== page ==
Legal Issues in the Transition Phase


Here you will find expert help in understanding estate planning, trusts, wills, and any other legal concern you will need to be aware of to protect your student as they transition into adulthood.

This section will focus on one very important and often complicated issue that parents confront when they have a son or daughter with any type of disability--how to plan their estate to best provide for the child's future security. Parents often may ask themselves:

  • What will our son or daughter do when we are no longer here to provide help when it's needed?
  • Where and how will our child live?
  • Will he or she have enough income to sustain a decent quality of life?

Other questions parents may ask themselves focus on the estate planning process itself:

  • How do I know that my estate plan is going to work?
  • Do I have enough money to hire a lawyer and write a will?
  • Do I even have anything to leave my children?

These are very difficult questions for parents to consider and difficult ones to answer. When a child has a disability--whether it is mild, moderate, or severe--parents have concerns about that child's future. The information provided in this chapter is relevant both to a family whose child is already independent or is expected to be so, and to one whose child will need moderate or extensive support or supervision throughout life.
Parents may have a tentative plan in the back of their mind that one day, in the near or distant future, they will write a will that leaves their son or daughter with a disability sufficient resources to make his or her life secure. Many of them may have already written such a will, yet there are many things to know and consider when planning an estate.

For example, bequeathing a person with a disability any assets worth more than $2,000 may cause the person to become ineligible for government benefits such as SSI and Medicaid. For many individuals with disabilities, the loss of these benefits would be a devastating blow. In addition to the cash benefits and medical coverage that would be lost, the person would also lose any number of other government benefits that may be available to eligible persons with disabilities, such as supported employment and vocational rehabilitation services, group housing, job coaches, personal attendant care, and transportation assistance. Therefore, it is our hope that you, as a special educator, will read and thoroughly consider the information presented in this chapter. The future security of many parents’ sons or daughters with a disability may well depend upon the actions you take to help them establish an estate plan appropriate to their child's needs. After reading this section you should understand the following:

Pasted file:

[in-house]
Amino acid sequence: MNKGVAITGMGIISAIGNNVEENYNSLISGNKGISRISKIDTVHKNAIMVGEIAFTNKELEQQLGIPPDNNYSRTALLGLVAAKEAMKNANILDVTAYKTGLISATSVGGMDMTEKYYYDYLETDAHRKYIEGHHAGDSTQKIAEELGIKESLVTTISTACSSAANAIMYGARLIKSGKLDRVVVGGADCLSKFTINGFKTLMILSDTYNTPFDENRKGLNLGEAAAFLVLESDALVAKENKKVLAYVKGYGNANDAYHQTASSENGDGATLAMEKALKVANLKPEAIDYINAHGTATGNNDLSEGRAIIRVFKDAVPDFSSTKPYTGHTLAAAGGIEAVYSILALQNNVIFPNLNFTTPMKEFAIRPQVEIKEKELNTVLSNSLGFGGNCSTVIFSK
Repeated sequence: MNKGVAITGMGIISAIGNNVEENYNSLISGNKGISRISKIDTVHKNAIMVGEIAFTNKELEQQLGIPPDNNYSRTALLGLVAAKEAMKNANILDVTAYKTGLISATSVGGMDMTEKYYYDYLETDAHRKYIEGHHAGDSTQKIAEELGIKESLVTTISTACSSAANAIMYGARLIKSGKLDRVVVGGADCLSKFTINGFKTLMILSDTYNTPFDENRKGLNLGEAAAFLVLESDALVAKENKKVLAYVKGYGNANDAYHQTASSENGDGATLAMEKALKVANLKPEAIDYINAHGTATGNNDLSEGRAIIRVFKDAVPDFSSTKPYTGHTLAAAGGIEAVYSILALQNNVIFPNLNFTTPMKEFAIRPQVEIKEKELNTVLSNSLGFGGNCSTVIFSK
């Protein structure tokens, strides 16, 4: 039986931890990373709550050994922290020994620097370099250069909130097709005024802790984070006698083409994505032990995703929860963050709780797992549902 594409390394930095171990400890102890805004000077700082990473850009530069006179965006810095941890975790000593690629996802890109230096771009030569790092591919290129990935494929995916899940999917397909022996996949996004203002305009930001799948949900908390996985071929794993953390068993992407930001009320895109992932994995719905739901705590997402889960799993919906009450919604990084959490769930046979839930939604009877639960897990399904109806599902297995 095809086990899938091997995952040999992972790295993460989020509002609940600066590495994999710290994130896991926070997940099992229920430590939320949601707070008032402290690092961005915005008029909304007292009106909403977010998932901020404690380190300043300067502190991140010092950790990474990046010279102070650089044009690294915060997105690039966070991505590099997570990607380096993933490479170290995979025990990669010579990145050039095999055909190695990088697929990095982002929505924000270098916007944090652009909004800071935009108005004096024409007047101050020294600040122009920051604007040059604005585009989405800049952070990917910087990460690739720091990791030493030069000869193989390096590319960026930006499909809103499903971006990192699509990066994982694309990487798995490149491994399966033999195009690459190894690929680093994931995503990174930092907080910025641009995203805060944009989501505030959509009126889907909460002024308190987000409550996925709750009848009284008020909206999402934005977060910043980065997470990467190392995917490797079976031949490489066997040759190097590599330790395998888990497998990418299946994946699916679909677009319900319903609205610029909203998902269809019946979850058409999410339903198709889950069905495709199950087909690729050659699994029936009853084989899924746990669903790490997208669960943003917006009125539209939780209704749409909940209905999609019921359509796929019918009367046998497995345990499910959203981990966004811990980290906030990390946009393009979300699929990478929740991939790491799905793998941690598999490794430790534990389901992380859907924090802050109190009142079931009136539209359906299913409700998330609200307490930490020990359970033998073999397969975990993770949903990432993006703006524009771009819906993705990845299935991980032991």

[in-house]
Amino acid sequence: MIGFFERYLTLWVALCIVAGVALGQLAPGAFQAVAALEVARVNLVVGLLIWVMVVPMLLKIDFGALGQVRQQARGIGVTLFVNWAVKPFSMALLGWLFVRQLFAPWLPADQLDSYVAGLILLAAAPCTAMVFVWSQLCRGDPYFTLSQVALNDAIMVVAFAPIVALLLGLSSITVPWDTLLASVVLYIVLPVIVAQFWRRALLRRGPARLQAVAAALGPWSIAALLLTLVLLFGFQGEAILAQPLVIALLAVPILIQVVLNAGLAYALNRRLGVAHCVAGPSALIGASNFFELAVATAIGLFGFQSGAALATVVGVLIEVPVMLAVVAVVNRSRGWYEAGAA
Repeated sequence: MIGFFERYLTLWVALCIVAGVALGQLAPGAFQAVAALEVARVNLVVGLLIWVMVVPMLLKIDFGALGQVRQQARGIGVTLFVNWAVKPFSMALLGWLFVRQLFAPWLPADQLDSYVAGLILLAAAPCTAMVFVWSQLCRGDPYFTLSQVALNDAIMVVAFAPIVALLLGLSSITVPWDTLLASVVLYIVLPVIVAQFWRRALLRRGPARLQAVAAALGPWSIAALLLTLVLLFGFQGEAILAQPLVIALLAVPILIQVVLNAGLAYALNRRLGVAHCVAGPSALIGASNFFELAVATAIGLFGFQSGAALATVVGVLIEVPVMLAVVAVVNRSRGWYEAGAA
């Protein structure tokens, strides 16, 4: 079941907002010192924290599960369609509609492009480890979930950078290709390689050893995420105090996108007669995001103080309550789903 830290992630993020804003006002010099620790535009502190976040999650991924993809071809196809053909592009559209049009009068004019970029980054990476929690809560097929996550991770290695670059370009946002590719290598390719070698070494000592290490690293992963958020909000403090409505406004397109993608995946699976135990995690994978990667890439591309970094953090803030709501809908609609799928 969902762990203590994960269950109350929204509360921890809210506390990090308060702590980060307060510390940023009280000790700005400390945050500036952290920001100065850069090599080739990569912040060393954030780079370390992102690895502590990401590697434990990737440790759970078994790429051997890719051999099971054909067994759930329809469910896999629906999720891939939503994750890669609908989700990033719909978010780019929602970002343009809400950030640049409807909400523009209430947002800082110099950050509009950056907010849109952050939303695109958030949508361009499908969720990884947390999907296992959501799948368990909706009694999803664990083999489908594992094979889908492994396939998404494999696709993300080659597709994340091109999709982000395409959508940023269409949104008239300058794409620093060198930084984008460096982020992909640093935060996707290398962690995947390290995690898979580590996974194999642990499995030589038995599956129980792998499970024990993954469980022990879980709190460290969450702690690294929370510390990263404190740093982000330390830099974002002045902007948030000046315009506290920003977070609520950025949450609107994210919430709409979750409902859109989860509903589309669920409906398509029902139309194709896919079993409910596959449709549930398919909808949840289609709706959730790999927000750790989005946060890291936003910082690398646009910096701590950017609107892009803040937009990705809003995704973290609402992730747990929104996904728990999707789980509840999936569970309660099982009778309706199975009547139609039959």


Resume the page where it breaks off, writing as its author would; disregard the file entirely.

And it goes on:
• How the Type of Disability Affects Estate Planning
  • Physical Disabilities or Health Impairments
  • Cognitive Disabilities or Mental Illness
  • How to Start Planning an Estate
  • What to Consider When Planning an Estate
  • Guardianship
  • Conservatorship (Limited Guardianship)
  • Types of Guardianship and Conservatorship
  • Who Can Best Serve As Guardian /Conservator?
  • Alternatives to Guardianship and Conservatorship
  • Appointment of a Representative Payee
  • Power of Attorney
  • Special Needs Trust
  • Joint Bank Account
  • Informal Advocacy
  • Consequences of Not Filing for Guardianship or Conservatorship
  • Letter of Intent
  • What Happens Once the Letter of Intent Is Written?
  • How to Involve the Student in Writing the Letter of Intent
  • What to Include in the Letter of Intent
  • Writing a Will
  • Establishing a Will: Four Possible Approaches
  • Worksheet for Costing Out Expenses of the Person With the Disability

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